The creation of Electronics City and the constitution of ELCITA demonstrate how there is an effort underway to transform the governance of peri-urban Bangalore through mechanisms of ‘private authoritarianism’.15 Globally, private authoritarianism can be seen in the rise of urban forms such as gated communities, homeowners’ associations, business improvement districts and other exclusionary spaces which displace local governments in the suburban space. While the rise of gated communities in the urban periphery is the predominant expression of private authoritarianism, in India this trend is also reflected in the emergence of various mega-projects, SEZs, industrial townships and business parks in the urban peripheries. Peri-urban development in India is characterized by an infrastructure-led growth model in which the provincial state government collaborates with private actors in attracting investment through various industrial policies and incentives.16

New urban regimes like ELCITA are created by a kind of spatial and institutional bypass by locating themselves spatially outside the boundaries of the city under privatized governance institutions. ELCITA also seeks to secede from the local bodies in the suburban region and create a self-governing enclave that retains tax revenues within its boundaries. While the antecedents of industrial township lies in company towns like Jamshedpur, the Industrial Township exception under the 74th Amendment has become a tool to create spaces of exception for new urban configurations. Hence, the provision is also being employed for the creation of SEZs across various states in India in varying degrees.17


In Bangalore, the role of the elected city council in shaping the development of the city is being enfeebled with the rise of alternative powers, whether it is parastatal agencies, civil society-government partnerships, planning authorities like BMICAPA or industrial township authorities like ELCITA. The promotion of such partnerships in the urban political space is precisely aimed at undermining the role of elected representatives by indulging in what is derisively termed ‘vote bank politics’.18 Municipal corporations like BBMP are largely seen to be dysfunctional. Whether due to its incapacity to deal with daily civic issues or its proclivity to indulge in scams, BBMP in its present avatar is not perceived as an effective public agency. In such an environment, the rise of non-democratic governance systems does not evoke massive public disapproval. While institutional transformations continue to be contested, new governance regimes are increasingly able to gain ascendency, especially in the peripheries of the city.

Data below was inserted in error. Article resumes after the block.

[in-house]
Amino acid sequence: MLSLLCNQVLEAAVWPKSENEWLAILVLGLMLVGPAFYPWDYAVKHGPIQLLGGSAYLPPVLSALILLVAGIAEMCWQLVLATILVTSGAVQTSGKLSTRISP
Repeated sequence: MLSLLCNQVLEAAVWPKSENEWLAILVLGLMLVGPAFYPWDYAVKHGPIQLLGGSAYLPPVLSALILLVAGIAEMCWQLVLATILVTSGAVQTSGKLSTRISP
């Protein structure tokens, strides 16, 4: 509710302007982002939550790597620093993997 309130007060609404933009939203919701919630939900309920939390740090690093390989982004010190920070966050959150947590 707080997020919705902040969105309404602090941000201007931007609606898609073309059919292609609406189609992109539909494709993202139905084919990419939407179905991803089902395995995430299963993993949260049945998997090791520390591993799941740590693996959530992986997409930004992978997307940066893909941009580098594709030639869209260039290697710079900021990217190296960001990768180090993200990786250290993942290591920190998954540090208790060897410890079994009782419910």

1. J. Heitzman, Network City: Planning the Information Society in Bangalore. Oxford University Press, USA, 2004.

2. R. Bhattacharya and K. Sanyal, ‘Bypassing the Squalor: New Towns, Immaterial Labour and Exclusion in Post-Colonial Urbanisation’, Economic and Political Weekly 46(31), 2011, pp. 41-48.

3. S. Graham and S. Marvin, Splintering Urbanism: Networked Infrastructures, Technological Mobilities and the Urban Condition. Psychology Press, London, 2001.

4. M. Idiculla, ‘New Regimes of Private Governance: The Case of Electronics City in Peri-Urban Bangalore’, Economic and Political Weekly 51(17), 2016, pp. 102-109.

5. J. Nair, The Promise of the Metropolis: Bangalore’s Twentieth Century. Oxford University Press, New Delhi, 2005.

6. M.P. Idiculla, ’Who Decides Where Your City Ends?’, India Together, 29 November 2014.

7. M. Goldman, ‘Speculative Urbanism and the Making of the Next World City’, International Journal of Urban and Regional Research 35(3), 2011, pp. 555-81.

8. As per the Karnataka Town and Country Planning Act, 1961.

9. A. Ghosh, ‘Public-Private or a Private Public? Promised Partnership of the Bangalore Agenda Task Force’, Economic and Political Weekly 40(47), 2005, pp. 4914-22.

10. M.P. Idiculla, ‘A Guide to Bangalore’s Civic Agencies’, Citizen Matters, 28 April 2010.

11. The proviso to Article 243Q reads: ‘Provided that a Municipality under this clause may not be constituted in such urban area or part thereof as the Governor may, having regard to the size of the area and the municipal services being provided or proposed to be provided by an industrial establishment in that area and such other factors as he may deem fit, by public notification, specify to be an industrial township.’

12. K.C. Sivaramakrishnan, Governance of Megacities: Fractured Thinking, Fragmented Setup. Oxford University Press, Delhi, 2014.


14. S. Graham and S. Marvin, Splintering Urbanism: Networked Infrastructures, Technological Mobilities and the Urban Condition. Psychology Press, London, 2001.

15. M. Ekers, P. Hamel and R. Keil, ‘Governing Suburbia: Modalities and Mechanisms of Suburban Governance’, Regional Studies 46(3), 2012, pp. 405-22.

16. L. Kennedy, The Politics of Economic Restructuring in India: Economic Governance and State Spatial Rescaling. Routledge, New York, 2013.

17. A. Sood, ‘Industrial Townships and the Policy Facilitation of Corporate Urbanisation in India’, Urban Studies 52(8), 2015, pp. 1359-1378.

18. S. Benjamin, ‘Occupancy Urbanism: Radicalising Politics and Economy Beyond Policy and Programs’, International Journal of Urban and Regional Research 32(3), 2008, pp. 719-729.